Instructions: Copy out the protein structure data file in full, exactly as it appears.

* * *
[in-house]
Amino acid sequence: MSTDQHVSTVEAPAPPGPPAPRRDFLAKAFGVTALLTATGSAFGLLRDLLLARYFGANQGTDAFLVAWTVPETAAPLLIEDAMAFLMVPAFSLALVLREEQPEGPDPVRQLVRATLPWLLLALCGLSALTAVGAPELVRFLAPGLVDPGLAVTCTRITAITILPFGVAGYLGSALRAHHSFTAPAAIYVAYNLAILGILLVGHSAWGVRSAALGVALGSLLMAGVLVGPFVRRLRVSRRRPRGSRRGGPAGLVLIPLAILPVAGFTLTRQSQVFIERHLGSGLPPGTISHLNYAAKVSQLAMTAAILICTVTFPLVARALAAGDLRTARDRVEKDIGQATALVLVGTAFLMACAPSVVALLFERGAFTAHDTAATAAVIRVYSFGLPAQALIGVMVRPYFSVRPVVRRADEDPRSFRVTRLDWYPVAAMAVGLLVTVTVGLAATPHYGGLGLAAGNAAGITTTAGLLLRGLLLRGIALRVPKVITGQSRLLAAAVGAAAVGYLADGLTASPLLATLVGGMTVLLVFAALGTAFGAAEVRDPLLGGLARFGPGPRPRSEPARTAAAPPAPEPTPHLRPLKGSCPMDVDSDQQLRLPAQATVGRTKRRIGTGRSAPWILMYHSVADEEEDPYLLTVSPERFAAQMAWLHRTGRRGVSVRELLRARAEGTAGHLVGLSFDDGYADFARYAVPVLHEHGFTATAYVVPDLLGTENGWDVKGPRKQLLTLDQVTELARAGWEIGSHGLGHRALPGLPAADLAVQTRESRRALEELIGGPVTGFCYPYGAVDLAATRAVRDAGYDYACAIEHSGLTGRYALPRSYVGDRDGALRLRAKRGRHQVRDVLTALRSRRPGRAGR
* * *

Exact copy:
[in-house]
Amino acid sequence: MSTDQHVSTVEAPAPPGPPAPRRDFLAKAFGVTALLTATGSAFGLLRDLLLARYFGANQGTDAFLVAWTVPETAAPLLIEDAMAFLMVPAFSLALVLREEQPEGPDPVRQLVRATLPWLLLALCGLSALTAVGAPELVRFLAPGLVDPGLAVTCTRITAITILPFGVAGYLGSALRAHHSFTAPAAIYVAYNLAILGILLVGHSAWGVRSAALGVALGSLLMAGVLVGPFVRRLRVSRRRPRGSRRGGPAGLVLIPLAILPVAGFTLTRQSQVFIERHLGSGLPPGTISHLNYAAKVSQLAMTAAILICTVTFPLVARALAAGDLRTARDRVEKDIGQATALVLVGTAFLMACAPSVVALLFERGAFTAHDTAATAAVIRVYSFGLPAQALIGVMVRPYFSVRPVVRRADEDPRSFRVTRLDWYPVAAMAVGLLVTVTVGLAATPHYGGLGLAAGNAAGITTTAGLLLRGLLLRGIALRVPKVITGQSRLLAAAVGAAAVGYLADGLTASPLLATLVGGMTVLLVFAALGTAFGAAEVRDPLLGGLARFGPGPRPRSEPARTAAAPPAPEPTPHLRPLKGSCPMDVDSDQQLRLPAQATVGRTKRRIGTGRSAPWILMYHSVADEEEDPYLLTVSPERFAAQMAWLHRTGRRGVSVRELLRARAEGTAGHLVGLSFDDGYADFARYAVPVLHEHGFTATAYVVPDLLGTENGWDVKGPRKQLLTLDQVTELARAGWEIGSHGLGHRALPGLPAADLAVQTRESRRALEELIGGPVTGFCYPYGAVDLAATRAVRDAGYDYACAIEHSGLTGRYALPRSYVGDRDGALRLRAKRGRHQVRDVLTALRSRRPGRAGR